Yisrael Harel:
'Apply sovereignty, the Americans will come to accept it'

Yesha Council founder determined to apply sovereignty, suggests Netanyahu take dramatic step without mentioning Trump Plan in bill.

Nitzan Kedar ,

David Friedman and Binyamin Netanyahu
David Friedman and Binyamin Netanyahu
Reuters

Yisrael Harel, founder of the Yesha Council and the first to head it, is convinced that the widespread discourse surrounding sovereignty does not justify a split between the heads of settlers in Judea and Samaria.

"I propose all parties cool down. Sovereignty is reversible. I'd like to mention that Menachem Begin applied the sovereignty law to the Golan. Then Rabin, Barak, and especially Bibi came and negotiated a pullback from the Golan. That is, once you make a decision on sovereignty, this isn't the end of the story," Harel says in an Arutz Sheva interview.

He said, "It isn't just about territories that weren't previously sovereign Israel. In the Trump program and in previous programs, we were ready to give up parts of the Negev. Remember this is not exactly the Trump plan, but the one who engineered the plan is our own Prime Minister Binyamin Netanyahu and according to the agreement we're supposed to give up the Halutza area.

"It shouldn't be taken in such seriousness it plunges us into divisions - certainly not to the extent of calling some colleagues who are ready to compromise on this issue 'traitors'.

Harel made the point about the central significance of applying sovereignty. "There's one significant implication here: Today we're under Civil Administration rule. In all matters of land acquisition and construction - our government is the civilian administration. Anti-settlement elements have settled in the Civil Administration in recent decades, especially in legal counsel. Once we apply sovereignty it will move to the civilian level. The Interior Ministry will be the address for building permits and for any similar issue we won't have to go to the Civil Administration and this is a huge advance, especially when you have a government that supports you. With everything we have in our hearts against Binyamin Netanyahu - and we have a lot - you cannot say that we won't have an attentive ear in this government, even with Aryeh Deri who in the past because of him came upon us the Oslo disaster."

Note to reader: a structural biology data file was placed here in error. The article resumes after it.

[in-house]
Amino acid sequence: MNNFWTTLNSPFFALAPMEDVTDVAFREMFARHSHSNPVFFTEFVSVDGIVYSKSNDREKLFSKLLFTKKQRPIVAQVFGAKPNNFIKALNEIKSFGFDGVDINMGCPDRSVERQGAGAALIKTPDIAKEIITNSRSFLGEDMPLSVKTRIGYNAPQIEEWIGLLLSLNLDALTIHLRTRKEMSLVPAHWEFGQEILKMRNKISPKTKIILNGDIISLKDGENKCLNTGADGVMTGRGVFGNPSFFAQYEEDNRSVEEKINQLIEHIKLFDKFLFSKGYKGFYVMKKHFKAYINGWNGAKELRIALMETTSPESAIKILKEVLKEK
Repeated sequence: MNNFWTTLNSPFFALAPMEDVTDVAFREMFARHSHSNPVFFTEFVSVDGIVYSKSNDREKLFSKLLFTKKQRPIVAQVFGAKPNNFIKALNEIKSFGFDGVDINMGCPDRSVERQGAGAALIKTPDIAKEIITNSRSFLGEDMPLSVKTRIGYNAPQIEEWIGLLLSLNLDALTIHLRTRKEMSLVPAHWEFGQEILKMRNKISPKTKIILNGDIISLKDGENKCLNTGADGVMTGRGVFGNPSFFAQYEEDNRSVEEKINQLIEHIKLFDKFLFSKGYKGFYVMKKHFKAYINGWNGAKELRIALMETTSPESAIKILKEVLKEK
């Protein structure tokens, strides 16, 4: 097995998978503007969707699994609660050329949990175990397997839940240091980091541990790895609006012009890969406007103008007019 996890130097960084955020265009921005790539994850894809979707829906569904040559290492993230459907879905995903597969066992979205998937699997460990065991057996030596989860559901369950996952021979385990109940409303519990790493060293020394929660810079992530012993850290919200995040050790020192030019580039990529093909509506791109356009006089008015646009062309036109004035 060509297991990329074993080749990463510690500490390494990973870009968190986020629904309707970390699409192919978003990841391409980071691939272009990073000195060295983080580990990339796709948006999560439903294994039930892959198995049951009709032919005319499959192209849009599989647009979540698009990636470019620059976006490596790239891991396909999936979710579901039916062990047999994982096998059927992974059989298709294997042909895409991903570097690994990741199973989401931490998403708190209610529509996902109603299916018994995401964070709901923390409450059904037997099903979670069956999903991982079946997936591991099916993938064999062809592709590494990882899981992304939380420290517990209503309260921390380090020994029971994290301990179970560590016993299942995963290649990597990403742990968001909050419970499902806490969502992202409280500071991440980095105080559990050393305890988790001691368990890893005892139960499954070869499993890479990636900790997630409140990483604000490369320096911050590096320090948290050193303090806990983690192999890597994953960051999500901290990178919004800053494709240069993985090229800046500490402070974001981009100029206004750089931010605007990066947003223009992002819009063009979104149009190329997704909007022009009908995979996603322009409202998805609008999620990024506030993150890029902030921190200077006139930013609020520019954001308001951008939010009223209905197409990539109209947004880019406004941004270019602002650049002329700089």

Yisrael Harel argues that the price the U.S. is asking for sovereignty is too high and therefore believes that sovereignty must be held onto, but wisely.

"The price, at least in my opinion, is high. My proposal is quite simple: the bill to apply sovereignty to be brought to the Knesset should not mention the Deal of the Century. In other words, the government will bring before the Knesset a proposal to apply Israeli law and sovereignty to the Jordan Valley and Jewish communities in Judea and Samaria, without mentioning anything else as we take for granted that we have a green light from Washington."